Karin van Boxtel, Both ENDS: 'Farmers in many countries outside Europe are suffering the consequences of trade agreements between their countries and the Netherlands or the EU. These agreements contain clauses limiting the use of and trade in indigenous seeds. This restricts the opportunities of small-scale farmers to adapt seeds and plants to quickly changing weather conditions and thus to ensure the supply of sufficient food.'

Kirsten Haanraads, WNF: 'Nature and agriculture are closely linked. That link can be used in a such way that nature and agriculture strengthen rather than work against each other. As an important player in the glob al food system, the Netherlands can make a significant contribution to achieving this aim.'

Maarten van Nieuw Amerongen, Woord en Daad: 'Farmers in both the Netherlands and the Global South are part of the same global food production system and face similar problems. Let the Agriculture Agreement contribute to a fairer distribution of income, knowledge and power in the sector.'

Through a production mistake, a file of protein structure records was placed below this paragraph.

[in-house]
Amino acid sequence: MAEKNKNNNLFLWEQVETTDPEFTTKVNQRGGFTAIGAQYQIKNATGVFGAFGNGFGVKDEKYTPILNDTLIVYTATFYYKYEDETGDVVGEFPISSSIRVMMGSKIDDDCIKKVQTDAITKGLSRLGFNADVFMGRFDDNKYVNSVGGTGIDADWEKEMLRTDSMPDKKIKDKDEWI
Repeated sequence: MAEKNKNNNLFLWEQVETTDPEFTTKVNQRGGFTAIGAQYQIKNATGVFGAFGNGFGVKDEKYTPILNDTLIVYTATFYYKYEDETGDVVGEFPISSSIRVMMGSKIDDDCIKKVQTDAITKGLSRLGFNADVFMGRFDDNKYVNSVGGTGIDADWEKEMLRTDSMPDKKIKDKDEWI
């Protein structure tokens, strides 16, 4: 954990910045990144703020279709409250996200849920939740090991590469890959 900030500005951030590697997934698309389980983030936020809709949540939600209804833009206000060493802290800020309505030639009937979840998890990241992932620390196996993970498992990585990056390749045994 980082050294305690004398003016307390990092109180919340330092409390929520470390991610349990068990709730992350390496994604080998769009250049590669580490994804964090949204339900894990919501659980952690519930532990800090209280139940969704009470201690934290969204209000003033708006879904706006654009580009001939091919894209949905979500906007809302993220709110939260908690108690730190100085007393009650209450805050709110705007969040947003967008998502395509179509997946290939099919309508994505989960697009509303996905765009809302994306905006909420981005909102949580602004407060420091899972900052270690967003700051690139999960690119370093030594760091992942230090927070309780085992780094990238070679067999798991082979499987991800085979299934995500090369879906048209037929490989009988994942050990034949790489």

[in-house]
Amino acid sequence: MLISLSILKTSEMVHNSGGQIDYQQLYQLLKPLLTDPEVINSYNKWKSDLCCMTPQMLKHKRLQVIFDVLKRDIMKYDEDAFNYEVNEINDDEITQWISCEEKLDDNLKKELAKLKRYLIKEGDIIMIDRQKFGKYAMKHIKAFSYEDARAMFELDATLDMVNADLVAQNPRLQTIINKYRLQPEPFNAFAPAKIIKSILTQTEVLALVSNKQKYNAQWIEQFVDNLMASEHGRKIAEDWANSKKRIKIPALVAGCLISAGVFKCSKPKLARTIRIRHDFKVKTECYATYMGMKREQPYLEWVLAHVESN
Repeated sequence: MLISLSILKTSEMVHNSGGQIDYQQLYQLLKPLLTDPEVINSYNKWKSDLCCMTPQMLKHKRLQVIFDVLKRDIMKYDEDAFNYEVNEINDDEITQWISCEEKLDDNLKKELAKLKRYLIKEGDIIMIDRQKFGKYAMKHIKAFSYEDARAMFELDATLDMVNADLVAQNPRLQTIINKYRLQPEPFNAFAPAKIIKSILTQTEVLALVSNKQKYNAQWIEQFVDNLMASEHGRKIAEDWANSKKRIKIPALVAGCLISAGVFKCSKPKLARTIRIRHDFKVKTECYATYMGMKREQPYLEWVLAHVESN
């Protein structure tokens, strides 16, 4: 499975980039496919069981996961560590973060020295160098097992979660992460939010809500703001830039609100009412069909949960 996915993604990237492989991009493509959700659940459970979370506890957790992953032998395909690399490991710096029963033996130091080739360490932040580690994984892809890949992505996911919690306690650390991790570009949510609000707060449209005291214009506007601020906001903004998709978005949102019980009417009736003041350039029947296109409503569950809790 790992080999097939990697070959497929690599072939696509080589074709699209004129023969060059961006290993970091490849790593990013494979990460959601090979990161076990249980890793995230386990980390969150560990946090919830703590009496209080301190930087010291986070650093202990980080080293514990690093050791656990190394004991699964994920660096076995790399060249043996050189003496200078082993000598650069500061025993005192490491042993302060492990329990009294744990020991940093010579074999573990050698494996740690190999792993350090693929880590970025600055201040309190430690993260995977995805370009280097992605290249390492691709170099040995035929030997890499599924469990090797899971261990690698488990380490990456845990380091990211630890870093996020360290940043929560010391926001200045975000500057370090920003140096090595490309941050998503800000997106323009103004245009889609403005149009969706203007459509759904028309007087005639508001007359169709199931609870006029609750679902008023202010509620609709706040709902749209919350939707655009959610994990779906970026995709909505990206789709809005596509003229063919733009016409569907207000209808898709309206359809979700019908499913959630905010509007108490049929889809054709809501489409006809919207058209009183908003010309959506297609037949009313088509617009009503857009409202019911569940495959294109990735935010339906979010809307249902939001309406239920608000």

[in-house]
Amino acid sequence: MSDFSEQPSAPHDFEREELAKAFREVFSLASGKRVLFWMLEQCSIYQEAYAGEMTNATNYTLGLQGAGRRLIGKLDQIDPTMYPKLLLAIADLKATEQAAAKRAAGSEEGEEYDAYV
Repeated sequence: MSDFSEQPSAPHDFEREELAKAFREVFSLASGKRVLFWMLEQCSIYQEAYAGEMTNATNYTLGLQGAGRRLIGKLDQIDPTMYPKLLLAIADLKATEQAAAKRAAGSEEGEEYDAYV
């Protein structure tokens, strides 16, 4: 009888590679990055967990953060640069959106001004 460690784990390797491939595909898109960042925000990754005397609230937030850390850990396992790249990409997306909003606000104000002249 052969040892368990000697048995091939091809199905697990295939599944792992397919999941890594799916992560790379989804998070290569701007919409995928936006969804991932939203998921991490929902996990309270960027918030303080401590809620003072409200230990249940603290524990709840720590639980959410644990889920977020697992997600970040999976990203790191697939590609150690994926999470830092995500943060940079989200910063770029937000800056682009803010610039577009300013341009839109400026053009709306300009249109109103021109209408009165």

Maria Inckmann van Gaalen, Biodynamische Vereniging: 'Genuinely healthy agriculture is based on local cycles, with food from local sources and much attention to biodiversity – that applies not only to the Netherlands, but also to the countries that currently grow 'our' cattle feed.'

Nelleke Don, Slow Food Nederland: 'The Netherlands must change its role in the international food system, so that food becomes 'good, clean & fair' for everybody.'

Nout van der Vaart, Oxfam Novib: 'Dutch agriculture and our role in the worldwide food system have an enormous impact on farmers, the climate, food security, market development and the environment in the Global South.'